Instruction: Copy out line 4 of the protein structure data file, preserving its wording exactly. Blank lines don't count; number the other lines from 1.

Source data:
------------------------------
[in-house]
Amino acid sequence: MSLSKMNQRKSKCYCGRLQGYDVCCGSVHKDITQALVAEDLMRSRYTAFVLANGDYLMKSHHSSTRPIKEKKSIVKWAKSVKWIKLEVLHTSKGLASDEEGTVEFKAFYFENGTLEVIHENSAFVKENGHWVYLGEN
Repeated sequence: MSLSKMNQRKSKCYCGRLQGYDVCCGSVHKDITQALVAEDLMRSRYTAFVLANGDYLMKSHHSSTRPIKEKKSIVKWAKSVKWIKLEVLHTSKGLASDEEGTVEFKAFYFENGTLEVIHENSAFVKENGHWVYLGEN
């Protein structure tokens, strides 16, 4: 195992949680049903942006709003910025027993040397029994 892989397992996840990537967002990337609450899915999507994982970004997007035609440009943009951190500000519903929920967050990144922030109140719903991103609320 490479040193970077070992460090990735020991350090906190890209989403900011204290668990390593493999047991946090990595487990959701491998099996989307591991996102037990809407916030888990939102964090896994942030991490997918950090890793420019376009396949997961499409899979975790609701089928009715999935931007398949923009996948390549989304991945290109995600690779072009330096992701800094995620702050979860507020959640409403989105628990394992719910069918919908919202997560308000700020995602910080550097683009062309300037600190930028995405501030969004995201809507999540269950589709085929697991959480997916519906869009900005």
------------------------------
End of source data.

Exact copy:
């Protein structure tokens, strides 16, 4: 195992949680049903942006709003910025027993040397029994 892989397992996840990537967002990337609450899915999507994982970004997007035609440009943009951190500000519903929920967050990144922030109140719903991103609320 490479040193970077070992460090990735020991350090906190890209989403900011204290668990390593493999047991946090990595487990959701491998099996989307591991996102037990809407916030888990939102964090896994942030991490997918950090890793420019376009396949997961499409899979975790609701089928009715999935931007398949923009996948390549989304991945290109995600690779072009330096992701800094995620702050979860507020959640409403989105628990394992719910069918919908919202997560308000700020995602910080550097683009062309300037600190930028995405501030969004995201809507999540269950589709085929697991959480997916519906869009900005």